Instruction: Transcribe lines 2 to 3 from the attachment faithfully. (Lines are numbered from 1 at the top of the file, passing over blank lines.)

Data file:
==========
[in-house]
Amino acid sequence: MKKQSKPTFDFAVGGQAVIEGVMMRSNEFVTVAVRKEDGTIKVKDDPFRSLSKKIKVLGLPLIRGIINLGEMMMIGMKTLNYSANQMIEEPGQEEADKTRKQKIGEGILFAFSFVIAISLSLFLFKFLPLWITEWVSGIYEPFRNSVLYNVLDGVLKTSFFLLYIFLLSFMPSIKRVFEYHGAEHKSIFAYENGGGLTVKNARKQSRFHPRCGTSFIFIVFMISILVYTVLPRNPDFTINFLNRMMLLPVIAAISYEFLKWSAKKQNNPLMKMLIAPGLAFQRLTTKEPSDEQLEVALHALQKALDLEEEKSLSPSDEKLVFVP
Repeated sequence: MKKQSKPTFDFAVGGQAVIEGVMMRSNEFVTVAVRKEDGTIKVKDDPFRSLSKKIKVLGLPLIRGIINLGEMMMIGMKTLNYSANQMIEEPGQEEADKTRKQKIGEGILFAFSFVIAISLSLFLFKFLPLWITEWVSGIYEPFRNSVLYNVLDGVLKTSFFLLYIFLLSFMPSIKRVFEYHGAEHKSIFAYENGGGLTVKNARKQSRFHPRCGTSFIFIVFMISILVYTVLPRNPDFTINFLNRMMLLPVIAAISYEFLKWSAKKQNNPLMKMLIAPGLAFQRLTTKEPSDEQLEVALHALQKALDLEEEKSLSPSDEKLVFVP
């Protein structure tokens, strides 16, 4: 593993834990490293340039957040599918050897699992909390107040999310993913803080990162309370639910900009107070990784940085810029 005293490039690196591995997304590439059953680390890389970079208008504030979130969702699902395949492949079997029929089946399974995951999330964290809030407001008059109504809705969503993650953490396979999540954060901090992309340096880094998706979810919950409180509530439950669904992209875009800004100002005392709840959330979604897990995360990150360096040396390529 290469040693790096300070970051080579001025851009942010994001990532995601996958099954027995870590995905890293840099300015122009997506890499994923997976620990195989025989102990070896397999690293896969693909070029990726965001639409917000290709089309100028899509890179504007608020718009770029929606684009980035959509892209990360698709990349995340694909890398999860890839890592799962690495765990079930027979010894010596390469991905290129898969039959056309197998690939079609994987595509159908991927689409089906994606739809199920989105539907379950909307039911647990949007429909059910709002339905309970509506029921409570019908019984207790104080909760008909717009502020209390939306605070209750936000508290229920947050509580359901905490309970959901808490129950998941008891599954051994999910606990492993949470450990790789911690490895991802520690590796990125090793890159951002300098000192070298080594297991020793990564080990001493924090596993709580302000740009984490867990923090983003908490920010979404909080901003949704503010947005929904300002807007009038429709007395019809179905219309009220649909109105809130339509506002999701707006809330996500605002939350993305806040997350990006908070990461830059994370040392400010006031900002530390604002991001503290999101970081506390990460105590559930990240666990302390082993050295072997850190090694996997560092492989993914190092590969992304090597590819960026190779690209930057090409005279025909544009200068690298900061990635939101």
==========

Amino acid sequence: MKKQSKPTFDFAVGGQAVIEGVMMRSNEFVTVAVRKEDGTIKVKDDPFRSLSKKIKVLGLPLIRGIINLGEMMMIGMKTLNYSANQMIEEPGQEEADKTRKQKIGEGILFAFSFVIAISLSLFLFKFLPLWITEWVSGIYEPFRNSVLYNVLDGVLKTSFFLLYIFLLSFMPSIKRVFEYHGAEHKSIFAYENGGGLTVKNARKQSRFHPRCGTSFIFIVFMISILVYTVLPRNPDFTINFLNRMMLLPVIAAISYEFLKWSAKKQNNPLMKMLIAPGLAFQRLTTKEPSDEQLEVALHALQKALDLEEEKSLSPSDEKLVFVP
Repeated sequence: MKKQSKPTFDFAVGGQAVIEGVMMRSNEFVTVAVRKEDGTIKVKDDPFRSLSKKIKVLGLPLIRGIINLGEMMMIGMKTLNYSANQMIEEPGQEEADKTRKQKIGEGILFAFSFVIAISLSLFLFKFLPLWITEWVSGIYEPFRNSVLYNVLDGVLKTSFFLLYIFLLSFMPSIKRVFEYHGAEHKSIFAYENGGGLTVKNARKQSRFHPRCGTSFIFIVFMISILVYTVLPRNPDFTINFLNRMMLLPVIAAISYEFLKWSAKKQNNPLMKMLIAPGLAFQRLTTKEPSDEQLEVALHALQKALDLEEEKSLSPSDEKLVFVP